may resign from
Her posing on the throneBy MIke Yuen
for a photo shoot has led
to staff dissent
Facing something akin to a palace rebellion, a descendant of Hawaiian royalty says she may step down as president of the nonprofit support group for Iolani Palace.
Abigail Kawananakoa last night said some trustees of Friends of Iolani Palace and volunteers who serve as palace guides want her out. More than 150 of the volunteer docents are threatening to resign en masse, she said.
The push for her ouster follows a flap she had with Jim Bartels, who subsequently resigned as the palace's managing director.
Kawananakoa said she sat on the palace throne in April to comply with a request from a Life photographer doing a spread on royalty around the world, which appeared in a recent special issue.
"Jim came into the room, saw I was still sitting on the throne, and he carried on like I had desecrated something," Kawananakoa said. She added that he shouted at her and accused her of "'vandalism.' That's a little hard to take. He completely lost it."
As reported yesterday, the Life photographer, Harry Benson, told the Star-Bulletin that Bartels, upon seeing Kawananakoa sitting on the throne, told her not to sit there. Benson said Bartels did not yell and the dispute was "not a big deal."
Kawananakoa insisted she made the correct decision to agree to sit on the throne, and she did so for less than five minutes. The result was "good coverage" on Iolani Palace and Hawaiian royalty from a national publication, she said.
Bartels, who's popular with the docents, overstepped his authority when he made his accusation against her, Kawananakoa said.
"Does the tail wag the dog, or does the dog wag the tail? ... As long as I'm here, the dog is going to wag the tail," she said.
If the docents get their way and Bartels comes back, she definitely won't return, Kawananakoa insisted. "There's not enough room for both of us," she maintained.
Bartels last night refused to say if he wants his old job back, if he wants Kawananakoa out or what his future plans might be.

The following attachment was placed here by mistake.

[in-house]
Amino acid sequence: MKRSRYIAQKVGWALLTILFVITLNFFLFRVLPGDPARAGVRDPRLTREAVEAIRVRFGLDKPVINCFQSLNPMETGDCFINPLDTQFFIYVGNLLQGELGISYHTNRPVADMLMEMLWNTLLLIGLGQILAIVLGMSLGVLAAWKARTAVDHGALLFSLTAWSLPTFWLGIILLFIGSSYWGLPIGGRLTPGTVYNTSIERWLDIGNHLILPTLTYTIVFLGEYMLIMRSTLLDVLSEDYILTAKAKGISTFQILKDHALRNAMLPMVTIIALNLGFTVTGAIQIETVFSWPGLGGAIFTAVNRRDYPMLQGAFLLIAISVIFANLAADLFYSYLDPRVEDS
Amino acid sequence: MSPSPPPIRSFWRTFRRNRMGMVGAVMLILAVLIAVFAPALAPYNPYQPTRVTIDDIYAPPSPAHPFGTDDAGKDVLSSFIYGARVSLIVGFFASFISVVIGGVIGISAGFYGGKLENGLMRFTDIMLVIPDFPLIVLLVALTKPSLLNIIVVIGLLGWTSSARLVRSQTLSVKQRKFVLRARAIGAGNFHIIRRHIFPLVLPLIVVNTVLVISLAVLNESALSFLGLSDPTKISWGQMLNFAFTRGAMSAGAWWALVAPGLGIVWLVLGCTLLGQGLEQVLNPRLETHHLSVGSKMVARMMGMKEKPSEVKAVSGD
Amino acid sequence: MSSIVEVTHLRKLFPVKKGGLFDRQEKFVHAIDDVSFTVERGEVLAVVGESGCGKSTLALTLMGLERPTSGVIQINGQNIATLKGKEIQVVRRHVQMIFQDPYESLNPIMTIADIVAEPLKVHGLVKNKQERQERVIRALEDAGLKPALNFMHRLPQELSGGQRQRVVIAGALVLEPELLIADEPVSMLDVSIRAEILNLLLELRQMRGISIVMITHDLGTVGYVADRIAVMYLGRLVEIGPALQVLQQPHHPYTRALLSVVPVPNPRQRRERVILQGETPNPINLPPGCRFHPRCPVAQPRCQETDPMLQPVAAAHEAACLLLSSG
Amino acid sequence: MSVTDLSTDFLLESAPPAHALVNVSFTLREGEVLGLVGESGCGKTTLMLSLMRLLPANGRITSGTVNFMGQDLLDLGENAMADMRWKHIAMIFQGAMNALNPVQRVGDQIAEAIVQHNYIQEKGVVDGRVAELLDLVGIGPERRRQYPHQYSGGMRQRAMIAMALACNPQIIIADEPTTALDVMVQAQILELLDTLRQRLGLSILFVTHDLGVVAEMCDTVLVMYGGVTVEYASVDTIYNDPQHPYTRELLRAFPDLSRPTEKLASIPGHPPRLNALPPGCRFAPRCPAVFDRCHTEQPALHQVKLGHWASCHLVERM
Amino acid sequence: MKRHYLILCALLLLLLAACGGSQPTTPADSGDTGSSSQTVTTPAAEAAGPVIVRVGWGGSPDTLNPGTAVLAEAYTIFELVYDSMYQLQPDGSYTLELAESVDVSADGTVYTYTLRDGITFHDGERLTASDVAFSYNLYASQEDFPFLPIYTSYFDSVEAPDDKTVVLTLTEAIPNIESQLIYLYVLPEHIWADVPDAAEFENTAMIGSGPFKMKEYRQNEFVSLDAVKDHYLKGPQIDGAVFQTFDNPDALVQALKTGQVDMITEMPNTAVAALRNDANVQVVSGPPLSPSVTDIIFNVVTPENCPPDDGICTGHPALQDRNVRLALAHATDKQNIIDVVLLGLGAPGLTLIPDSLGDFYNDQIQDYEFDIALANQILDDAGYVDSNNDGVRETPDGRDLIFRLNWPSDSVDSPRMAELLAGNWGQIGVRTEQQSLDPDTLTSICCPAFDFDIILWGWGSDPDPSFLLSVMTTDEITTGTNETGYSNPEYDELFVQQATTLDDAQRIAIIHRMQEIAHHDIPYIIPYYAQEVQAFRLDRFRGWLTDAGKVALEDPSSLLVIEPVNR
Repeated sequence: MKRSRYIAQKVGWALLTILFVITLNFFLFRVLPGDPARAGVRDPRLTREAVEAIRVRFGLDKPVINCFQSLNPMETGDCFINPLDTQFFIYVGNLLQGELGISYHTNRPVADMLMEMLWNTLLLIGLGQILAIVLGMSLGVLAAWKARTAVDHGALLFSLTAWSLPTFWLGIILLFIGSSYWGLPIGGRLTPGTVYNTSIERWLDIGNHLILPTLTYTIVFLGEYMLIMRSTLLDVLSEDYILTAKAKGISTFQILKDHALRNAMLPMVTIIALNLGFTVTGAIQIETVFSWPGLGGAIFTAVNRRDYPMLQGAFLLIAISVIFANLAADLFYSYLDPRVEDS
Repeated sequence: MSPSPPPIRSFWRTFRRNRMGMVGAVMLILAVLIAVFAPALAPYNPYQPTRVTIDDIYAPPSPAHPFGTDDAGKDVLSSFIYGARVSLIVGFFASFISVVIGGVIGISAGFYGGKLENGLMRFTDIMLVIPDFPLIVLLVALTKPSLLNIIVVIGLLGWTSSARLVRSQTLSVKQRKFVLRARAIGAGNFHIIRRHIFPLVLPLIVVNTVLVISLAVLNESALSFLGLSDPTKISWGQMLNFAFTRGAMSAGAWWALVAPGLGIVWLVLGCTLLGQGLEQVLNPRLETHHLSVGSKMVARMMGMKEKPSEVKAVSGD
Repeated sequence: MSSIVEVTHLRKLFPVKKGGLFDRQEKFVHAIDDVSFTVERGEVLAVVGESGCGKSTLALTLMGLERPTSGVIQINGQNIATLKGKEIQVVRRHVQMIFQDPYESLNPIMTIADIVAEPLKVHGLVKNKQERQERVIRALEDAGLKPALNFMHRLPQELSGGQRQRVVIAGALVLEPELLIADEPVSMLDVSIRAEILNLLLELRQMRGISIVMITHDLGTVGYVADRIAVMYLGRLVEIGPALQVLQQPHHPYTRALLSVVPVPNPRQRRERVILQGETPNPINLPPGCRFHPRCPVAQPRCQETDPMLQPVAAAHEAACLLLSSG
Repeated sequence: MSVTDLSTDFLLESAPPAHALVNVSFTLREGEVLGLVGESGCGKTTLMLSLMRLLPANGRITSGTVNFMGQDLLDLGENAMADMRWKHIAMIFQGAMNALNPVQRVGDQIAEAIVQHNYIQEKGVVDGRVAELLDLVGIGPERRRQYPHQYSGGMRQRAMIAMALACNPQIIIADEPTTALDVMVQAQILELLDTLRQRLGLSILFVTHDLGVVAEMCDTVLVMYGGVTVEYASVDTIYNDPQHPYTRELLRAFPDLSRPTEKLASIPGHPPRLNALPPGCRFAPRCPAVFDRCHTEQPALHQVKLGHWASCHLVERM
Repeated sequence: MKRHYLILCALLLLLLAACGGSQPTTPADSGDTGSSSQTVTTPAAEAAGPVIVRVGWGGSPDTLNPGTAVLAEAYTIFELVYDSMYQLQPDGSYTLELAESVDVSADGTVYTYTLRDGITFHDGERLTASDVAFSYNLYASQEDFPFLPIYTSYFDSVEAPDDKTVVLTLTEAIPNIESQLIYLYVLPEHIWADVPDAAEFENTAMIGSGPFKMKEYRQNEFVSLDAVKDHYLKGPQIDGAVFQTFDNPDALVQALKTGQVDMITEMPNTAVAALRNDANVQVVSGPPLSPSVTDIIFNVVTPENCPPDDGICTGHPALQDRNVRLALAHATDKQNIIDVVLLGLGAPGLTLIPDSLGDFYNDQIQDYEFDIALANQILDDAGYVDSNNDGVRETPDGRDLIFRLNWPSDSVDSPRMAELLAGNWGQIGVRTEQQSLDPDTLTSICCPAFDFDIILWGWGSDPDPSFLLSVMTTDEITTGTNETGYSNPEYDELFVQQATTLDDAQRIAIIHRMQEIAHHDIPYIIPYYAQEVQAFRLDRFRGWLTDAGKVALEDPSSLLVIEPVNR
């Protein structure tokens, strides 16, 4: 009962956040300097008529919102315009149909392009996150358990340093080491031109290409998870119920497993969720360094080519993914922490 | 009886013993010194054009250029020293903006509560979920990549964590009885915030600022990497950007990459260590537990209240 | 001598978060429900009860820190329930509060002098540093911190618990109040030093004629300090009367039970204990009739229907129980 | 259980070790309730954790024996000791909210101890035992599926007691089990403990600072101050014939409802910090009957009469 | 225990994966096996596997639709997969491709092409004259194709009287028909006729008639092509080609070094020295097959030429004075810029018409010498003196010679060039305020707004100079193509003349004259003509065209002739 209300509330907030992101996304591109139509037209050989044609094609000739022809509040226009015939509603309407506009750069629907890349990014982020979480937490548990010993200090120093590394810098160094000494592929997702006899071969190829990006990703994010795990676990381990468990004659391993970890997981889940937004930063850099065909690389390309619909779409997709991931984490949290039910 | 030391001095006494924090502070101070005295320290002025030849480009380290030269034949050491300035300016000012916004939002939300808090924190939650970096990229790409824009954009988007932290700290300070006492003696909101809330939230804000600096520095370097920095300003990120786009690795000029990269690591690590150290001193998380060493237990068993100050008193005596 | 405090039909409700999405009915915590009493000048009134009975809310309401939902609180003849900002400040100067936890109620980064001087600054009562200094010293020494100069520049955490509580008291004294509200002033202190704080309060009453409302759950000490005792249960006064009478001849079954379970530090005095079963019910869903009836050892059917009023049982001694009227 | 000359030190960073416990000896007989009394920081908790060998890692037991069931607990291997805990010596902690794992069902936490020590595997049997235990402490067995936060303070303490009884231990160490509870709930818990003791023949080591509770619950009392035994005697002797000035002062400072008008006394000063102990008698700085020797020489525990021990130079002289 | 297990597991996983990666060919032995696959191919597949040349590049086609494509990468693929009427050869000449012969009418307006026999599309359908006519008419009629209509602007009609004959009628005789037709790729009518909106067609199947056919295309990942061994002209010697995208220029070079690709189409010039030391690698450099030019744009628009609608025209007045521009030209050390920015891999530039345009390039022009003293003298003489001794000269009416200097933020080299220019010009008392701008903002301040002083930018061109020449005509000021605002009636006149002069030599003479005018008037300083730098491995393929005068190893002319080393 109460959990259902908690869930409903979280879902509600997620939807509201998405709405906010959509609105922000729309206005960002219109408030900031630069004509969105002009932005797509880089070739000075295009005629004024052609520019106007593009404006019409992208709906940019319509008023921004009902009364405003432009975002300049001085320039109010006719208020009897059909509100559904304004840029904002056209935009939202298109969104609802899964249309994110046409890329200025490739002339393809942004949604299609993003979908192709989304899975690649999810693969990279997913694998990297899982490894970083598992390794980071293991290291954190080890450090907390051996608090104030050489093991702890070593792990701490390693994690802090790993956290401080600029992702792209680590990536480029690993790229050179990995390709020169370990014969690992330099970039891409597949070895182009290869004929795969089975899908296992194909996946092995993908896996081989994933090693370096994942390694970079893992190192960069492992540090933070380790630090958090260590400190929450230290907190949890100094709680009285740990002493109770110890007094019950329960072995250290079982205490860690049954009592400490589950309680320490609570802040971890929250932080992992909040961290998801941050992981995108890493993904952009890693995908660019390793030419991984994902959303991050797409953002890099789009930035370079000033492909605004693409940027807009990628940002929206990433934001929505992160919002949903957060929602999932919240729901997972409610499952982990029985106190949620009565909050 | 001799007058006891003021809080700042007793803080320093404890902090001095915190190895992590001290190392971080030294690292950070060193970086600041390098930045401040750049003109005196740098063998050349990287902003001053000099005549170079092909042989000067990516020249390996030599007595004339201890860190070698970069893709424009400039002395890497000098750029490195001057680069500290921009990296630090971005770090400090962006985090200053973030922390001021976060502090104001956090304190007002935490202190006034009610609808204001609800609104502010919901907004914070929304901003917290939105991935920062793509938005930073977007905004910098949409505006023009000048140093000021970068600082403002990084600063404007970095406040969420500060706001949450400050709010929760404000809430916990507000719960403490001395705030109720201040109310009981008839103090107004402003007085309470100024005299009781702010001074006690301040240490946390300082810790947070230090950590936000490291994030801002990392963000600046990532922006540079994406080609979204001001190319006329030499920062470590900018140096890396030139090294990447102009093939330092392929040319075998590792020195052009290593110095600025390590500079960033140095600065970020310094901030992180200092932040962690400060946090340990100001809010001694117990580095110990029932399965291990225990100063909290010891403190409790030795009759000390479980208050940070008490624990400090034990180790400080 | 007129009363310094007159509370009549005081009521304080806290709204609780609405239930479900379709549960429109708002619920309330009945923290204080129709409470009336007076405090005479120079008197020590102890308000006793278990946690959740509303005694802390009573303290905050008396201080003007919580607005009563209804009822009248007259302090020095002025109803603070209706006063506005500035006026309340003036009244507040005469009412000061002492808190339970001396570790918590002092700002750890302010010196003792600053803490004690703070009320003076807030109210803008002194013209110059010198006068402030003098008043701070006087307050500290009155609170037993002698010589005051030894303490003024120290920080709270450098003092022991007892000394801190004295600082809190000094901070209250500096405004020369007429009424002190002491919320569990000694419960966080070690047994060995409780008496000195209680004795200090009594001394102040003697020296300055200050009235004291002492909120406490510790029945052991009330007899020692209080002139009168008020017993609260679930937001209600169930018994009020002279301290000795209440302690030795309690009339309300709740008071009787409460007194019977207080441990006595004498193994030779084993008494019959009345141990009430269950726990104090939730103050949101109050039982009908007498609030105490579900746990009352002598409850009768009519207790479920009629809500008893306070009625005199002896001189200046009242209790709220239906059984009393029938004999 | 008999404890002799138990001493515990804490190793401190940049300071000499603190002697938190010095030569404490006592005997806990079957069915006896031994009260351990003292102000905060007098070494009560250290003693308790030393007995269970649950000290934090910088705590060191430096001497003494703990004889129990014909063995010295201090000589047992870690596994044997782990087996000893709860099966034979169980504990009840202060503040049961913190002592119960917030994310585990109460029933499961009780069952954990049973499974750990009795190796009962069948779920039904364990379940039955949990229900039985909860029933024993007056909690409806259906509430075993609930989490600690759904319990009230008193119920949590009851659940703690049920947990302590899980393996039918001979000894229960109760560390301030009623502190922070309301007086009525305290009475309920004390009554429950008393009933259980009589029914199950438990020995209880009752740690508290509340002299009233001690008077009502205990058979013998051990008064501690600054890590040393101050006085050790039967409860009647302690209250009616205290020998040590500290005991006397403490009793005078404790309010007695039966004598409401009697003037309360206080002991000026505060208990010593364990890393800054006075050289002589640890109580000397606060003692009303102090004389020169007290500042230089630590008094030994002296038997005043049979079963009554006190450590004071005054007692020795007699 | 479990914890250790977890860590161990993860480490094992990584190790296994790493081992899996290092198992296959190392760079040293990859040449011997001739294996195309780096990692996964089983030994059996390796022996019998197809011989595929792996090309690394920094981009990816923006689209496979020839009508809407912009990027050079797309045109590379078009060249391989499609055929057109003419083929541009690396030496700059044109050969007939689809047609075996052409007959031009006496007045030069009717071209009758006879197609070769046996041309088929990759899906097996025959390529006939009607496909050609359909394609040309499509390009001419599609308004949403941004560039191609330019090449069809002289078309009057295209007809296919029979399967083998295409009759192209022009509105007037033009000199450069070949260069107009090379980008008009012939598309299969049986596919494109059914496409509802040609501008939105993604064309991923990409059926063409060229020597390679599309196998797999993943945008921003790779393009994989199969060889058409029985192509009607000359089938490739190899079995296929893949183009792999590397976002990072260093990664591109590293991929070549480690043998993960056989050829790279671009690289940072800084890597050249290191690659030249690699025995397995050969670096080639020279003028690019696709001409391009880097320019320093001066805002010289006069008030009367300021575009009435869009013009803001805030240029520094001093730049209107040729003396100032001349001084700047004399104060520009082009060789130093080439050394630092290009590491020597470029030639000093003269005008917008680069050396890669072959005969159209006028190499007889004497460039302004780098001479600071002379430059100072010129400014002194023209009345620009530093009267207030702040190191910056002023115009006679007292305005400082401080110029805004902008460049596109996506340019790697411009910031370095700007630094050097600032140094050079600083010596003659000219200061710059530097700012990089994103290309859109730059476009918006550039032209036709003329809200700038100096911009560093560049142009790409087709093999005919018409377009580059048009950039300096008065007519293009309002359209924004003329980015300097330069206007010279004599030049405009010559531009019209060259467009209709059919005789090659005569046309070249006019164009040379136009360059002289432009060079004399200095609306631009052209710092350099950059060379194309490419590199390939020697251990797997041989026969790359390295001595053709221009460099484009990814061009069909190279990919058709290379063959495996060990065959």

Both Kawananakoa and Bartels, who is part Hawaiian, have been instrumental in the restoration and preservation of Iolani Palace, which was the seat of Hawaii government from the monarchy to statehood.
Bartels confirmed that one of his uncles was married to one of Kawananakoa's aunts. Both are now dead.
"Our families have been close for a long time," said Bartels, who served as palace curator for 21 years before becoming managing director.
"I hired him," Kawananakoa said.
The Friends of Iolani Palace manage the palace under a lease from the state.
Kawananakoa said if the majority of the group's directors and the docents want her to step down, she will do so if she can get assurances that the palace "will be taken care of." She is "saddened," she said, that she may be leaving a major symbol of Hawaii that has long been a part of her family and her life.
Speaking on behalf of the board of directors, which held a closeddoor meeting last night, Robert Hite, a Friends vice president, praised both Kawananakoa and Bartels.
The board is looking at the entire situation and trying to figure out what would be best for the palace, Hite said. It is scheduled to meet with docents on Monday.
Prior to the board meeting, one Friends director, attorney Beatrice "Beadie" Dawson, said: "It is unacceptable to lose Jim Bartels. His history and knowledge of the palace is without equal. He had done a great deal for the recognition and establishment of the palace in the museum world."